NRC issue: SC raps Assam govt for making sweeping statement

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New Delhi, Nov 29 (PTI): The Supreme Court on Wednesday pulled up the Assam government for making a “sweeping statement” that 15 per cent of the state population were tribals who have not participated in modernisation and were away from the mainstream.

The top court said it was a “dangerous statement” on the state’s behalf and was neither good for the health of the people, nor the government as 15 per cent population was a huge chunk.

“You are making a sweeping statement. You are the state. How can you say so? You are making dangerous statement that 15 per cent population is tribal and they are not in the mainstream,” a bench comprising Justices Ranjan Gogoi and R F Nariman said.

The court’s observation came after Assam’s counsel referred to this issue and said the government was trying to make them come forward in the ongoing process of updation and publication of draft National Register of Citizens (NRC) in the state.

“This is not the way to do it. From where you are making these statements. These kind of sweeping statements are not good for the health of the people and health of the state. 15 per cent is a huge chunk. If you say 15 per cent population is not in the mainstream, we will ask what have you done in this regard as a state,” the bench said.

The NRC of 1951 is being updated for Assam in accordance with the tripartite agreement between the state and central governments and the All Assam Students Union (AASU), which was arrived at in 2005 to implement the 1985 Assam Accord.

The apex court was earlier told that as on November 22, a total of 3.29 crore claims have been made for inclusion in the NRC, which is being prepared to identify illegal migrants.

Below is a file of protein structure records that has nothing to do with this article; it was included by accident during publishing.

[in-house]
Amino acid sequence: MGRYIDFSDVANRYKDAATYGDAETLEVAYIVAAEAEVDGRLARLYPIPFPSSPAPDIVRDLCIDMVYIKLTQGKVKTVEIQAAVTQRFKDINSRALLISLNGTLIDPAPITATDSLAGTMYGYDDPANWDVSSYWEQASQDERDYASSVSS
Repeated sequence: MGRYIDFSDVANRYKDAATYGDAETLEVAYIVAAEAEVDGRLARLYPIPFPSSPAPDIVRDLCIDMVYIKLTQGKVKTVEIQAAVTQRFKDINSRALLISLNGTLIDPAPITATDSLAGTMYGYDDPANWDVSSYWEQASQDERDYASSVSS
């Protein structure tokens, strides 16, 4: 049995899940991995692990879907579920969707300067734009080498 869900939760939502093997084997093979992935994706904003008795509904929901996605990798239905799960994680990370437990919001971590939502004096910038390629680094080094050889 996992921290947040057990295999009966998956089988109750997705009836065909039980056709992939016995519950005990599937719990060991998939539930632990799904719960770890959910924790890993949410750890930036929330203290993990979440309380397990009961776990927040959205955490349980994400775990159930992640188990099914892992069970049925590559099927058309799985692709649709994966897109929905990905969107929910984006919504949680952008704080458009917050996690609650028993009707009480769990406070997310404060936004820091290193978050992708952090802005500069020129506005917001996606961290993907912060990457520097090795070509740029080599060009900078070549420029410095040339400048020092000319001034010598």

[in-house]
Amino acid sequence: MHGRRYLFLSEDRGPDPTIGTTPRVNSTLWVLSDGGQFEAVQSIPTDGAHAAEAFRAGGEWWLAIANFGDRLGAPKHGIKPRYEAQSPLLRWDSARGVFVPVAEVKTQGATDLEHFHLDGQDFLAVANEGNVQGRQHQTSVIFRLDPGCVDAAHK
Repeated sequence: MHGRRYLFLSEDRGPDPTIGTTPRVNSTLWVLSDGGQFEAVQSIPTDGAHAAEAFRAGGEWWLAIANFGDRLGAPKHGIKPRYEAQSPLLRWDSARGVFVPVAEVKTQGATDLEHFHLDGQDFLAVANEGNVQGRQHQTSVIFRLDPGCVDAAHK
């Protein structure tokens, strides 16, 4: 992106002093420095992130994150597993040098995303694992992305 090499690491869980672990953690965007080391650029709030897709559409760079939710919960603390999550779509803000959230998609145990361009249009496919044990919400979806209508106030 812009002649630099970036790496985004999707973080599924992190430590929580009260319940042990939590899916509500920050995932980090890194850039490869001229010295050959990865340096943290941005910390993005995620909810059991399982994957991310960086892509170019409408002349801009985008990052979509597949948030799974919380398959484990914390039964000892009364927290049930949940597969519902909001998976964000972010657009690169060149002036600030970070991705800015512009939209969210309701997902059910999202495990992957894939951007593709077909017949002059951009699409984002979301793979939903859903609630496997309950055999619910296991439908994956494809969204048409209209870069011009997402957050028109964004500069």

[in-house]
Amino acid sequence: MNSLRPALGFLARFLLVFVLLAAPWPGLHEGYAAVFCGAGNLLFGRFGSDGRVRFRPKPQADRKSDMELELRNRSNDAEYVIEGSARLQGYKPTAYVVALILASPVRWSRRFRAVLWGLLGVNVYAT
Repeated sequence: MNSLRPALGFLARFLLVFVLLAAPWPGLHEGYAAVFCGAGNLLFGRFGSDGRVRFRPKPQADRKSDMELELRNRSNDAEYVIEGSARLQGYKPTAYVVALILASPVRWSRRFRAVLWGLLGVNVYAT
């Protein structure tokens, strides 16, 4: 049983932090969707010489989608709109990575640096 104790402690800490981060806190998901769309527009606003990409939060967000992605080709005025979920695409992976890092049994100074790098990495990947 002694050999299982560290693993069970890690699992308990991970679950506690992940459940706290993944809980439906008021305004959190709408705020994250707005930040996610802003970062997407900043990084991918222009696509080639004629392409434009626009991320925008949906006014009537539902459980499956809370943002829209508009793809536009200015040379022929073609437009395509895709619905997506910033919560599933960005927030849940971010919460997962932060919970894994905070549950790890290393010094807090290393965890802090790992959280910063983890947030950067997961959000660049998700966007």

During the hearing, when Assam’s counsel told the court they would file an affidavit on the issue of tribals, the bench shot back, “When? We are finishing the matter”.

Meanwhile, the apex court reserved its order on the pleas, including those which have sought some clarifications on the issue of who the original inhabitants of state were.

According to the provisions of a clause of Schedule of the Citizenship (Registration of Citizens and Issue of National Identity Cards) Rules, 2003, “the names of persons who are originally inhabitants of the state of Assam and their children and descendants, who are citizens of India, shall be included in the consolidated list if the citizenship of such persons is ascertained beyond reasonable doubt and to the satisfaction of the registering authority.”

During the day’s hearing, Attorney General K K Venugopal, representing the Centre, said the entire exercise of updation and publication of draft NRC in Assam was being carried out to identify the illegal migrants.

He said the tribals were not a “highly educated class” but were entitled to be registered in the Assam NRC.

Venugopal said that the term ‘originally inhabitants’ was required, otherwise all citizens of India would be eligible for NRC registration in Assam.

When some of the petitioners raised the issue of original or originally inhabitants of the state, the bench said it was monitoring an exercise which could have far-reaching consequences on a large number of people.

The court observed that once a person was included in NRC list, it would not reflect in the record as to whether he or she was originally inhabitant or not.

The bench also asked NRC coordinator Prateek Hajela about what was going on the ground in the entire process.

The Attorney General had on Tuesday told another bench of the apex court, which was hearing a case relating to fixing of accountability for damage to life and property during protests, that the process of publication of NRC could cause unrest in Assam as lakhs of people may lose their citizenship in the exercise.

The apex court had earlier said that a certificate of residency issued by the gram panchayat was not a document of citizenship and was ‘meaningless’ unless supported by some other valid record to make a claim for inclusion in NRC.

It had said it would pass orders on whether the Gauhati High Court was right in invalidating the document for making a claim in the NRC or whether further opportunity needs to be given to the people to establish their claims of citizenship.

A batch of pleas were filed in the top court challenging the Gauhati high court’s order holding that a certificate of residency issued by Gram Panchayat (village council) secretary was not a legal and valid document for claim to citizenship.

The draft NRC is required to be published on or before December 31.


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